TULSA, Oklahoma - The family of Dr. Perry Inhofe filed a wrongful death lawsuit Tuesday in the wake of the 2013 plane crash that killed him.

Dr. Inhofe was flying a twin-engine Mitsubishi MU-2B-25 which he had recently bought when the plane crashed in Owasso on November 10, 2013 as it approached Tulsa International Airport.

Inhofe, 51, was an orthopedic surgeon and son of Republican U.S. Senator Jim Inhofe. 

In its final report on the crash, released in October, the National Transportation Board listed the cause of the crash as follows:

"The pilot's loss of airplane control during a known one-engine-inoperative condition. The reasons for the loss of control and engine shutdown could not be determined because the airplane was not equipped with a crash-resistant recorder and postaccident examination and testing did not reveal evidence of any malfunction that would have precluded normal operation."

William Angelley, a Dallas-based attorney who specializes in aviation law, says the NTSB got it wrong.

"The NTSB missed this one," he said in a news release.

Angelley, who flew helicopters in the U.S. Navy before beginning his legal career almost 20 years ago, said the cause of the left engine failure is clear.

"My investigators found it within thirty minutes. Plus, it's right there in the NTSB's own data. If they didn't see evidence of the malfunction, they either weren't looking or didn't know what they were doing."

Angelley filed a wrongful death lawsuit in Tulsa County on Tuesday, December 9, 2014 on behalf of Inhofe's wife and two sons.

The suit names as defendants Honeywell International, the manufacturer of the engines; Landmark Aviation Services and Standard Aero, which it says did work on the engine that was shut down; and Intercontinental Jet Service Corporation, which is says had reinstalled the engine on the airplane.

The lawsuit seeks in excess of $75,000 in damages.

According to the NTSB, the FAA requires pilots who fly the MU-2B to get special training and have a certain level of experience. The FAA adopted those requirements after a number of crashes involving MU-2Bs over the years.

The NTSB said Dr. Inhofe had purchased the MU-2B in September of 2013 and completed ground school the week before the crash at Professional Flight Training in Salina, Kansas. He then completed training flights in the accident plane that week, according to the NTSB.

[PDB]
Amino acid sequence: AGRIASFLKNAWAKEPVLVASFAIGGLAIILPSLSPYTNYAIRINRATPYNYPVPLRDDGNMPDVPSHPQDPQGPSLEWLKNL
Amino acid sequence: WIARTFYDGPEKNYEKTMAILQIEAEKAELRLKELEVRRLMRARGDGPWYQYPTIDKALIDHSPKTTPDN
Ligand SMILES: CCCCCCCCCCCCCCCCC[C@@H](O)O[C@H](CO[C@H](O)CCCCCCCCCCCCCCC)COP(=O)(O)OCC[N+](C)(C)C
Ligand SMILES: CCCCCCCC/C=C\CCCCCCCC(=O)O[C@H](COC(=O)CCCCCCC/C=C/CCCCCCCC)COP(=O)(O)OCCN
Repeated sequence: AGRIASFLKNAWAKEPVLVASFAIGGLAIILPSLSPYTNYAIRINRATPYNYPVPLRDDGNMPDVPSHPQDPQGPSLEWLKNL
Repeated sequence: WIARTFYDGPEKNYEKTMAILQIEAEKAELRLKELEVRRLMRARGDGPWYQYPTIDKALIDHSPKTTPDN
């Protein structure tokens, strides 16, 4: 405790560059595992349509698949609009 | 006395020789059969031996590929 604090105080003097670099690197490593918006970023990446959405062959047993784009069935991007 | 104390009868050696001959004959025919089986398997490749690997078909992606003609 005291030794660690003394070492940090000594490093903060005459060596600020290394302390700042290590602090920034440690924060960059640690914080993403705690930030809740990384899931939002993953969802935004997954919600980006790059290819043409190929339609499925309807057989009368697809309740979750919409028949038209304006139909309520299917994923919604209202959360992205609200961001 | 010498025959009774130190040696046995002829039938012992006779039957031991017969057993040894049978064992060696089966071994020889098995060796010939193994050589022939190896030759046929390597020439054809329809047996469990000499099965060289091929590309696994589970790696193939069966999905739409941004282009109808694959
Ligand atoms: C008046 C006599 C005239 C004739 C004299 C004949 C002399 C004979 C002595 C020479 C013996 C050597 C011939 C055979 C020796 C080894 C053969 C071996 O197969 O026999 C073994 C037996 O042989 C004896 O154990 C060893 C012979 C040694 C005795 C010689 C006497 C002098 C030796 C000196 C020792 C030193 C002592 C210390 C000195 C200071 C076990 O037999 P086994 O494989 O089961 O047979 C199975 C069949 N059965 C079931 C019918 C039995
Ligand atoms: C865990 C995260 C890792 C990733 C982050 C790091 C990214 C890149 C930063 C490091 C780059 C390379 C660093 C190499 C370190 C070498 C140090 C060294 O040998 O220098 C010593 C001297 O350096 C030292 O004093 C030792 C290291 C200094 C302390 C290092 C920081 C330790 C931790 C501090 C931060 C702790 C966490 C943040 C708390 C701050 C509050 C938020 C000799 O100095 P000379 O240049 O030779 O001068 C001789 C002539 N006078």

Dr. Inhofe had performed a single-engine landing on the morning of the accident as part of his training, according to the NTSB and the accident flight was the first time he flew the MU-2B alone.

The NTSB says Inhofe had a total of 2,874 flight hours, with more than half of those in multiengine airplanes.

The investigator interviewed three pilots who'd flown with Dr. Inhofe in the months before the accident. Although interviewed separately all three pilots described him as a very good aviator who was studious and modest about his pilot skills. None of them recalled him displaying any negative or bad flying habits.

Angelley disputes the NTSB's statement that the airplane should have been flyable on one engine. He says the left engine failed after the airplane's landing gear and flaps were extended. "That set up an impossible situation for Dr. Inhofe. Virtually no one could have recovered from that. There is simply too much drag and not enough power."

The NTSB says a ground controller cleared Inhofe to land on runway 18L, meaning it was landing to the south on the main runway. The controller also instructed the pilot to reduce his speed to 150 knots.

Inhofe acknowledged both instructions, according to the NTSB, but then his plane started to make a left turn. When the controller asked Inhofe about the unexpected turn, Inhofe radioed that he had a control problem.

When the controller saw that the turn was continuing, he cleared Inhofe to maneuver to the west and asked if Inhofe needed assistance. Dr. Inhofe  told the controller his left engine was shut down, according to the NTSB.

The controller declared an emergency for the pilot and asked how many people were on board and how much fuel the plane had. The controller received no further communications from the pilot.

The NTSB says radar indicates the plane made a 360-degree left turn about five miles from the north end of the runway and then contact was lost.

Witnesses told investigators they saw the aircraft making the turn with its landing gear extended and the propeller on the left engine not turning. They reported seeing the plane make a right turn, then a left turn and then a steep spiral to the left as it disappeared from view.

The lawsuit asks for a jury trial, but according to court records no date has been set.